Read More »

Sunday, September 22, 2019

Improving eukaryotic genome annotation using single molecule mRNA sequencing.

The advantages of Pacific Biosciences (PacBio) single-molecule real-time (SMRT) technology include long reads, low systematic bias, and high consensus read accuracy. Here we use these attributes to improve on the genome annotation of the parasitic hookworm Ancylostoma ceylanicum using PacBio RNA-Seq.We sequenced 192,888 circular consensus sequences (CCS) derived from cDNAs generated using the CloneTech SMARTer system. These SMARTer-SMRT libraries were normalized and size-selected providing a robust population of expressed structural genes for subsequent genome annotation. We demonstrate PacBio mRNA sequences based genome annotation improvement, compared to genome annotation using conventional sequencing-by-synthesis alone, by identifying 1609 (9.2%) new genes, extended the…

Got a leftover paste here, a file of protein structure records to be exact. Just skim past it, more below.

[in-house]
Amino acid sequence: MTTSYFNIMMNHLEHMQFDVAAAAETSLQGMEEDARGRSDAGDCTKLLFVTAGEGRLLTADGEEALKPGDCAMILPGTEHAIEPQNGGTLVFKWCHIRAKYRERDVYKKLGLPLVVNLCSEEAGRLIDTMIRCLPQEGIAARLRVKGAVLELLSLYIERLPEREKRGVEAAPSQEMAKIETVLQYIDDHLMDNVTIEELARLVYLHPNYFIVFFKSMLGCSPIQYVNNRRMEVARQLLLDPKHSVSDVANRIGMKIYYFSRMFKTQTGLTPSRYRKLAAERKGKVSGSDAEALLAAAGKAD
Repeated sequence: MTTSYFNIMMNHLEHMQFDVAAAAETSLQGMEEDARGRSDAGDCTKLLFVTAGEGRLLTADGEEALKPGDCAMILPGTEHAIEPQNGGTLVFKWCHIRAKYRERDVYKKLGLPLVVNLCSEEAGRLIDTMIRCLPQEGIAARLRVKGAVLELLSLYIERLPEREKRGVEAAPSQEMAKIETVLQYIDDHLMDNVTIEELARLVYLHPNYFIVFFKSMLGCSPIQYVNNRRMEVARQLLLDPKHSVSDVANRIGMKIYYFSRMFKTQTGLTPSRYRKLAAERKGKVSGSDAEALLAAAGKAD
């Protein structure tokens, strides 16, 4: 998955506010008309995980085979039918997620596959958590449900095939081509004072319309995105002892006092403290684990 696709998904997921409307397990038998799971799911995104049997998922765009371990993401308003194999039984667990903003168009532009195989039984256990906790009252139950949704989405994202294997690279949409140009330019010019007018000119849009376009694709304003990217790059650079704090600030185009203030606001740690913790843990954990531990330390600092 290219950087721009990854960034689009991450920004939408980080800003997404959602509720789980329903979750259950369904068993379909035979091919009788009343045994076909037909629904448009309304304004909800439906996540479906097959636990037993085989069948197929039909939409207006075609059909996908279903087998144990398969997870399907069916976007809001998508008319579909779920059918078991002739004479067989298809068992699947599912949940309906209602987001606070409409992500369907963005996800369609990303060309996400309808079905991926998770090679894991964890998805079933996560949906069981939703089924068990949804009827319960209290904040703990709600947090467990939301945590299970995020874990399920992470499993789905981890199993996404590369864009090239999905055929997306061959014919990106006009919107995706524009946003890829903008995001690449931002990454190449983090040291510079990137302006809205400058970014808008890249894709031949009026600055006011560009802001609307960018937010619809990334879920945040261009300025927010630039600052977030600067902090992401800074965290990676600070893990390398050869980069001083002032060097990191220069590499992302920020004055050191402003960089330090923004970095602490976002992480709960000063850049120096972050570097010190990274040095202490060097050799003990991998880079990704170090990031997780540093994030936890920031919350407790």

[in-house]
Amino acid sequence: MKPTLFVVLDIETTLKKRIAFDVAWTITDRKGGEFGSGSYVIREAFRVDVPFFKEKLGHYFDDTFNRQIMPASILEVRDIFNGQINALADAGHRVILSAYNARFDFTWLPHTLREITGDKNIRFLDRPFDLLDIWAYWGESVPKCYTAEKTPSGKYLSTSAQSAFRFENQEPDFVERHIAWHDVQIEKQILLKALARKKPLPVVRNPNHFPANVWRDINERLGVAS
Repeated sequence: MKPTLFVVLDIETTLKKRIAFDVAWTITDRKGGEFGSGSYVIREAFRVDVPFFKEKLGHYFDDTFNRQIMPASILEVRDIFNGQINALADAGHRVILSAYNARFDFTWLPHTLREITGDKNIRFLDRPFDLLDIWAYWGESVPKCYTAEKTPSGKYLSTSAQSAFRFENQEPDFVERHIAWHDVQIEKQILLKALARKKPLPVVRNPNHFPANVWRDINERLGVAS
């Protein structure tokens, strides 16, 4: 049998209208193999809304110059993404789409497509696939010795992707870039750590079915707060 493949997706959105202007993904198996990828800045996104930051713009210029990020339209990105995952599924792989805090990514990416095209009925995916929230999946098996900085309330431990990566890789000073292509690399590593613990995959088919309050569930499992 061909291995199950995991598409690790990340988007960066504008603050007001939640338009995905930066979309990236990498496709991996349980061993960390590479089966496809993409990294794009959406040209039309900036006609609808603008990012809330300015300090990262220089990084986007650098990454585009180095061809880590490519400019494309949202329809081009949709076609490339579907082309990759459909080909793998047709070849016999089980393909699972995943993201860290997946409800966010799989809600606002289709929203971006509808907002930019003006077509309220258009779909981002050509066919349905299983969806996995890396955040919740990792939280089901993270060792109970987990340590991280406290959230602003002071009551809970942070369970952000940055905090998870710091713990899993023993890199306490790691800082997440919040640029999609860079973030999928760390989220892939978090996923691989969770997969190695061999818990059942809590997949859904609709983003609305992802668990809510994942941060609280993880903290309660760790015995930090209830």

Read More »

Sunday, September 22, 2019

Two novel lncRNAs discovered in human mitochondrial DNA using PacBio full-length transcriptome data.

In this study, we established a general framework to use PacBio full-length transcriptome sequencing for the investigation of mitochondrial RNAs. As a result, we produced the first full-length human mitochondrial transcriptome using public PacBio data and characterized the human mitochondrial genome with more comprehensive and accurate information. Other results included determination of the H-strand primary transcript, identification of the ND5/ND6AS/tRNAGluAS transcript, discovery of palindrome small RNAs (psRNAs) and construction of the “mitochondrial cleavage” model, etc. These results reported for the first time in this study fundamentally changed annotations of human mitochondrial genome and enriched knowledge in the field of animal…